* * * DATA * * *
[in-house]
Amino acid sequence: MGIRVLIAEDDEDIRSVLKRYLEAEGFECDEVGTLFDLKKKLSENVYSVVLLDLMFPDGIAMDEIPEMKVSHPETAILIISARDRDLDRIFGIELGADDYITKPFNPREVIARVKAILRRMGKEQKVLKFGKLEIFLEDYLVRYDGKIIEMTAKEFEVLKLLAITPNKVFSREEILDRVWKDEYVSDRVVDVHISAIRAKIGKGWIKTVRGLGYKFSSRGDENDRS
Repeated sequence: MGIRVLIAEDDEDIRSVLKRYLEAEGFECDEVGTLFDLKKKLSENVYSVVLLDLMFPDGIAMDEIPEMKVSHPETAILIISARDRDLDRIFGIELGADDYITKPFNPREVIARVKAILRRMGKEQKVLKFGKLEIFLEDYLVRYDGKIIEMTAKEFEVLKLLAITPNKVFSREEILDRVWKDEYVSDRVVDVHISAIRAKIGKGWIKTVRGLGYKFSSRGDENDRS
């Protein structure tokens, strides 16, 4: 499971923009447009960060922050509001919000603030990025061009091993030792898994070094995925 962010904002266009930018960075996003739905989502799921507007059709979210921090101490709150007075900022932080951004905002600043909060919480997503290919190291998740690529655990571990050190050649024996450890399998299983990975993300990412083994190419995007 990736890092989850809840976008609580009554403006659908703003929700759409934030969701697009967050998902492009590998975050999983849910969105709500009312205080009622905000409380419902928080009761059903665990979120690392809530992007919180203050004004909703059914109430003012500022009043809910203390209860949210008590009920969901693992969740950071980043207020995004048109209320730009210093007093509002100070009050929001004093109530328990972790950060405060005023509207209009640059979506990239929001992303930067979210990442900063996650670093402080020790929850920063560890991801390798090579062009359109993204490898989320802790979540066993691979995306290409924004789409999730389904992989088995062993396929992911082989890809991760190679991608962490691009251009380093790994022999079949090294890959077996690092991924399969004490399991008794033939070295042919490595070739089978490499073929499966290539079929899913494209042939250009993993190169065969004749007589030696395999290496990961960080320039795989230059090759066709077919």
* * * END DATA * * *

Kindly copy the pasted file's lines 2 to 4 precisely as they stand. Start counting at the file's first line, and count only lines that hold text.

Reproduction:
Amino acid sequence: MGIRVLIAEDDEDIRSVLKRYLEAEGFECDEVGTLFDLKKKLSENVYSVVLLDLMFPDGIAMDEIPEMKVSHPETAILIISARDRDLDRIFGIELGADDYITKPFNPREVIARVKAILRRMGKEQKVLKFGKLEIFLEDYLVRYDGKIIEMTAKEFEVLKLLAITPNKVFSREEILDRVWKDEYVSDRVVDVHISAIRAKIGKGWIKTVRGLGYKFSSRGDENDRS
Repeated sequence: MGIRVLIAEDDEDIRSVLKRYLEAEGFECDEVGTLFDLKKKLSENVYSVVLLDLMFPDGIAMDEIPEMKVSHPETAILIISARDRDLDRIFGIELGADDYITKPFNPREVIARVKAILRRMGKEQKVLKFGKLEIFLEDYLVRYDGKIIEMTAKEFEVLKLLAITPNKVFSREEILDRVWKDEYVSDRVVDVHISAIRAKIGKGWIKTVRGLGYKFSSRGDENDRS
């Protein structure tokens, strides 16, 4: 499971923009447009960060922050509001919000603030990025061009091993030792898994070094995925 962010904002266009930018960075996003739905989502799921507007059709979210921090101490709150007075900022932080951004905002600043909060919480997503290919190291998740690529655990571990050190050649024996450890399998299983990975993300990412083994190419995007 990736890092989850809840976008609580009554403006659908703003929700759409934030969701697009967050998902492009590998975050999983849910969105709500009312205080009622905000409380419902928080009761059903665990979120690392809530992007919180203050004004909703059914109430003012500022009043809910203390209860949210008590009920969901693992969740950071980043207020995004048109209320730009210093007093509002100070009050929001004093109530328990972790950060405060005023509207209009640059979506990239929001992303930067979210990442900063996650670093402080020790929850920063560890991801390798090579062009359109993204490898989320802790979540066993691979995306290409924004789409999730389904992989088995062993396929992911082989890809991760190679991608962490691009251009380093790994022999079949090294890959077996690092991924399969004490399991008794033939070295042919490595070739089978490499073929499966290539079929899913494209042939250009993993190169065969004749007589030696395999290496990961960080320039795989230059090759066709077919």